If tax payment is shrouded in "voluntary" language, it makes the maliable feel like they are participating in the general good. Part of the progressive community. Part of the group think.

AprilApple said...

When the left whine about tax "loopholes" they never mention Non-profits - the grand daddy of loopholes.

Rabel said...

Citizen Dave has some thoughts on the subject. He doesn't address the "why" question.

Nice hospital you've got there

Rabel said...

Oops.

Page 3 in the 1/25/2012 entry.

edutcher said...

And in my days working for the IRS, we were always told income tax was based on voluntary compliance.

Pogo said...

This what "running out of other people's money" looks like.

It's the tipping point for Madison, the first sign that it's time for young families to leave or never move there. See: California, now having lost 8 million people in 20 years.

Meade said...

For what shall it non-profit a man, if he shall gain the voluntary compliance of the whole city and lose his own loophole?

MadisonMan said...

Property values are dropping on the near West side, so Madison's issues with getting enough money to operate all only going to get worse.

Ann Althouse said...

Here the link to the Mayor Dave article Rabel referred to. Describing the Boston program, he says:

They started by trying to assess the value of tax-exempt property. Once the city assessor arrived at an estimated value for a given property, they sent a letter to the institution, giving them a chance to disagree about the value of their property.

Then, when the values were established, the city applied its tax rate to that value and concluded that if all of that property were fully taxed, the city would receive $423 million more in tax revenues.

With that information in hand, Boston next formed a committee to study the issue and come up with a more fair way to distribute costs.

The committee recommended a few principles. They suggested that any payments be voluntary, that the city recognize the value of the services provided by the institutions, and that smaller nonprofits continue to be entirely exempt.

In the end, Rakow sent letters to forty institutions asking them to make voluntary payments based on the committee's formula. The payments would be at the rate of 25% of the rate for taxable property; the 25% represents the portion of the tax bill that goes for police, fire, and streets services in Boston, a figure that would be higher in Madison. There's also a 50% deduction to recognize the services provided by the nonprofits. Any institution with less than $15 million in value remained completely exempt, a threshold that would have to be lower in Madison.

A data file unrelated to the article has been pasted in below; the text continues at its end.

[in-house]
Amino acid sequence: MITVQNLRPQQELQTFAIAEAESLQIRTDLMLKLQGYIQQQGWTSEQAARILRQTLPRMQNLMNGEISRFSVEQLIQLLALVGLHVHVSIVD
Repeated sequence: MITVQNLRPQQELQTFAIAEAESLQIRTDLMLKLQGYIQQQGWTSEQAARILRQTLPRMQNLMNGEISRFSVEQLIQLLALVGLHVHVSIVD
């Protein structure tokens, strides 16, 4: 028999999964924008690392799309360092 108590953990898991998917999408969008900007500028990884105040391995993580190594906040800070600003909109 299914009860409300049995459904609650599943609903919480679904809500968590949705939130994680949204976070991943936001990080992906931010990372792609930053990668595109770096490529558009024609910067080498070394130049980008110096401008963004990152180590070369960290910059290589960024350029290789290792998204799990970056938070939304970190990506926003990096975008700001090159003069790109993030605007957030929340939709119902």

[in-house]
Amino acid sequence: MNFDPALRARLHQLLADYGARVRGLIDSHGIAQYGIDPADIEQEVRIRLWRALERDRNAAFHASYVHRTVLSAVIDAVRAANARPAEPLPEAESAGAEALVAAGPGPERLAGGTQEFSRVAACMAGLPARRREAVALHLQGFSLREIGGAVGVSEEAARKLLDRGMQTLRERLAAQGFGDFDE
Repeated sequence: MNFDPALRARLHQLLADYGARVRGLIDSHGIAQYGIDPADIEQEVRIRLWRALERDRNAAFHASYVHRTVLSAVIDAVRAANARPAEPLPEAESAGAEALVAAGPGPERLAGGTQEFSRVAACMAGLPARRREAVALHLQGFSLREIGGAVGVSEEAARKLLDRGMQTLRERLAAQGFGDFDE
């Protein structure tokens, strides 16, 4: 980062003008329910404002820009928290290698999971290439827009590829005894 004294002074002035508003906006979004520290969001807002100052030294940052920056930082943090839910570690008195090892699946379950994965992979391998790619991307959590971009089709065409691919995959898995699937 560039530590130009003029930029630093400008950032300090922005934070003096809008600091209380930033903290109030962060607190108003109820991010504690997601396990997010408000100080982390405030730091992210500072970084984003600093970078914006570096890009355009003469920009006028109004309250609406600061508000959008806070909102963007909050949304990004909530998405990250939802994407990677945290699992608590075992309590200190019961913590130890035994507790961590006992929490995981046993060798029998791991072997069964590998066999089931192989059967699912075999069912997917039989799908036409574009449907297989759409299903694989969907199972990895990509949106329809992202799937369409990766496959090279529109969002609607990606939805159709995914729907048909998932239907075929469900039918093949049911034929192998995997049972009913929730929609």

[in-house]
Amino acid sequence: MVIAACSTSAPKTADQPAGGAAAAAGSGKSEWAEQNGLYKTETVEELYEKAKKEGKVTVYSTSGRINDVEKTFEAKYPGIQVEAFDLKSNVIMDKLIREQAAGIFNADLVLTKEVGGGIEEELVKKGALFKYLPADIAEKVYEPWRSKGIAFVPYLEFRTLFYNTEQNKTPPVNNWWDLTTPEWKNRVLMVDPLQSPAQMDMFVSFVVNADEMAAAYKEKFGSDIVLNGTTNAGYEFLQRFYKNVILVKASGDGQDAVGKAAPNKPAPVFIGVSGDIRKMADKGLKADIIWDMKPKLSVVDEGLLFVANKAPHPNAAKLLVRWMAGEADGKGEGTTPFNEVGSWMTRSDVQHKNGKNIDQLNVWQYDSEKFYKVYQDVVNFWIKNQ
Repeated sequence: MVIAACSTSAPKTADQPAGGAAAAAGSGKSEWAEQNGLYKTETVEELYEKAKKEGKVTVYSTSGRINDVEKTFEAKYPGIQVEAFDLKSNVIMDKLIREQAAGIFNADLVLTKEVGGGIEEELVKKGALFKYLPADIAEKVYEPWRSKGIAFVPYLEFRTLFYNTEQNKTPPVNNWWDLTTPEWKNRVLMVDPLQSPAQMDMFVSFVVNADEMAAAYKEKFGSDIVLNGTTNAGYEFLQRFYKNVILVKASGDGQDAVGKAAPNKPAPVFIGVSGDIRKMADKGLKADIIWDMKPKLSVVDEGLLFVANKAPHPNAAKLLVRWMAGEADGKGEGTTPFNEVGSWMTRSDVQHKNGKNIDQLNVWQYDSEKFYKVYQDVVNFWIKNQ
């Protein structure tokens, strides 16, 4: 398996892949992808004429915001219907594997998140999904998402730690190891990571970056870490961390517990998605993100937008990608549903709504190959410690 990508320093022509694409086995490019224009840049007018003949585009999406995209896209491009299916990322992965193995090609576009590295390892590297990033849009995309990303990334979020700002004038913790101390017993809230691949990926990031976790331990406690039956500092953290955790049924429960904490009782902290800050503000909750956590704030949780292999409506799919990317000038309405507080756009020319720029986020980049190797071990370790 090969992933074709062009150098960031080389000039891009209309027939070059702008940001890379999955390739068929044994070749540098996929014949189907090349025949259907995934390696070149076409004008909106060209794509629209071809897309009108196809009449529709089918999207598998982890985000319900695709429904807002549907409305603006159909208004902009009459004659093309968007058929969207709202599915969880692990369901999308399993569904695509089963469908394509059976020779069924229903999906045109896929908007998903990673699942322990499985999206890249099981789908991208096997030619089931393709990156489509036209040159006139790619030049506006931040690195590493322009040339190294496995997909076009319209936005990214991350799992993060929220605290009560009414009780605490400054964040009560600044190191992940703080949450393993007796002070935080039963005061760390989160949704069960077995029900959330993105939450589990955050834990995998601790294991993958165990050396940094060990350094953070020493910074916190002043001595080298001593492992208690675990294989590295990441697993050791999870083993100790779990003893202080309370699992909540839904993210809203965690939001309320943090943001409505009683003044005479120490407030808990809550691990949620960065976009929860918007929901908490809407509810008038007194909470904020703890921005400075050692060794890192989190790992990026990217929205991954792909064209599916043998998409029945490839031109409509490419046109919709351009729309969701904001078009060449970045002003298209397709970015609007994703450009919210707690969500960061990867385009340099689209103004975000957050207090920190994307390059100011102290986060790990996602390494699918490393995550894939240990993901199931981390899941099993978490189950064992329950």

ricpic said...

Endless coercion is required to make the haters pull the wagon wherein their betters and the noble poor do ride. Pull pull pull the wagon you selfish haters until you die!

YoungHegelian said...
This comment has been removed by the author.
YoungHegelian said...

If I was a government entity, I would not go down the road of taxing non-taxable corporate entities.

You know why? Because government corporate entities (local, county, state, etc) are non-taxable corporate entities, and if the non-profit taxation can of worms gets opened, why not have the bigger government entities tax the smaller?

Don't laugh. That system worked for thousands of years. It's called feudalism, and as the obligations of fealty flowed upwards so did the payments.

Bill Harshaw said...

It's called a "PILOT" (payment in lieu of taxes) and has a wikipedia site http://en.wikipedia.org/wiki/PILOT_%28finance%29. (Of course everything and everyone has a wikipedia site--isn't it time for someone to update Ann's?_

The concept is long familiar to those who reside(d) in DC--the feds pay in lieu of property tax on such things as the White House. '

Joe said...

AJ doesn't go far enough; it's time to end non-profit corporations. Some are good, most are either incompetent or corrupt. The entire process also creates an intrusive regulatory burden that spills beyond non-profits.

Hoosier Daddy said...

"... Don't laugh. That system worked for thousands of years. It's called feudalism, and as the obligations of fealty flowed upwards so did the payments..."

Of course. Liberals have always viewed the masses as serfs.

Ann Althouse said...

"isn't it time for someone to update Ann's?"

I think there are people who specialize in keeping crap from getting added.